Data Sheet—Intel's A.I. Plan Vs. Donald Trump's

A month ago Donald Trump issued an executive order designed to maintain America’s greatness on artificial intelligence. I reviewed it unfavorably for its lack of specifics, absence of funding details, and preponderance of management-consultant fluff.

About a month later the semiconductor giant Intel offered its own A.I. plan, a 13-page whitepaperof its own recommendations for a U.S. strategy on A.I. Intel sites the work of many management consultants, and it uses (in an accompanying fact sheet) some interestingly diplomatic language, like grouping together China, India, Japan, and the European Union as “global neighbors” to the U.S. (One president’s adversaries are a multinational corporation’s neighbors.)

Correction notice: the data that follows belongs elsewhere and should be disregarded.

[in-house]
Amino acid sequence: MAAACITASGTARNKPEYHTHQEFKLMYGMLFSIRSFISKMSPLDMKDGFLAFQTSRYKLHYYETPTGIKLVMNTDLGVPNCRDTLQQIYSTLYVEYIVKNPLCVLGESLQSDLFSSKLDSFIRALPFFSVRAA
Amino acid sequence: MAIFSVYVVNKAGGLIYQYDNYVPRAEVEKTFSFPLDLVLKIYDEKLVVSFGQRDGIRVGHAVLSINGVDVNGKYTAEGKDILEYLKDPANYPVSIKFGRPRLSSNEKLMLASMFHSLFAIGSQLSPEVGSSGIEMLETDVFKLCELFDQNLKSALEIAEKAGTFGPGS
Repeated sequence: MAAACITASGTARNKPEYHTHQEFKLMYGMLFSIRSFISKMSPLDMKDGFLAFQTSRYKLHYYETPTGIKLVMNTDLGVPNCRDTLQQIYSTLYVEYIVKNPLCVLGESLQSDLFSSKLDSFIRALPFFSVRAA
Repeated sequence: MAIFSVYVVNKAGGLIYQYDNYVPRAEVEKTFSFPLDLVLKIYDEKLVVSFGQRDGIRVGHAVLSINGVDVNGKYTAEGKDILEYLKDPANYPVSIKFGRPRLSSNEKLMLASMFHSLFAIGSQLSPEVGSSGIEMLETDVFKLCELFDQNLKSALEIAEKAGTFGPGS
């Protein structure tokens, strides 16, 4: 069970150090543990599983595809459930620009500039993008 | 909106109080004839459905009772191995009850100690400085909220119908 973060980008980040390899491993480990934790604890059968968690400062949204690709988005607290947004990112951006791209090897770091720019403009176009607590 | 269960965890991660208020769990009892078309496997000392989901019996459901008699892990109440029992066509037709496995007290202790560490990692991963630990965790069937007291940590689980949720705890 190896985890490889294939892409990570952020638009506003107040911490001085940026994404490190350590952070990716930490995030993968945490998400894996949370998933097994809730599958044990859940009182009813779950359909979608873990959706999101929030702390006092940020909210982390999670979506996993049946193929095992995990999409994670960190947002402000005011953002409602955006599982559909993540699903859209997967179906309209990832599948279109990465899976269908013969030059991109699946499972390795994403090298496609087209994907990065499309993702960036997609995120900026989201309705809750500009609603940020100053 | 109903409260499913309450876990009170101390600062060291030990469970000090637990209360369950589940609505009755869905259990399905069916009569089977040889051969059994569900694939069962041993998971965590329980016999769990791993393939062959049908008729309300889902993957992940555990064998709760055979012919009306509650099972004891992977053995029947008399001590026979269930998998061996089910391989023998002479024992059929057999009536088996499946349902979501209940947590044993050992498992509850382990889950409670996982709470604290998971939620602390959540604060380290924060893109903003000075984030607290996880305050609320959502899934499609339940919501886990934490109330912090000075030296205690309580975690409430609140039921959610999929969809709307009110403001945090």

On balance, though, the Intel proposal is a cut above the White House’s. It also refrains from offering specific dollar values, but Intel’s report does specify where money should be spent. It calls, for example, for government funding on research to determine the best areas for A.I. spending and for allocations for fundamental research, much as Washington spends heavily on health research.

Intel has much to gain from a national A.I. strategy; its chips should power the machines and sensors that A.I. enables. But offering one also places the company in a precarious position given its significant global operations, particularly in China. READ MORE ON: FORTUNE

DataYusra Hamid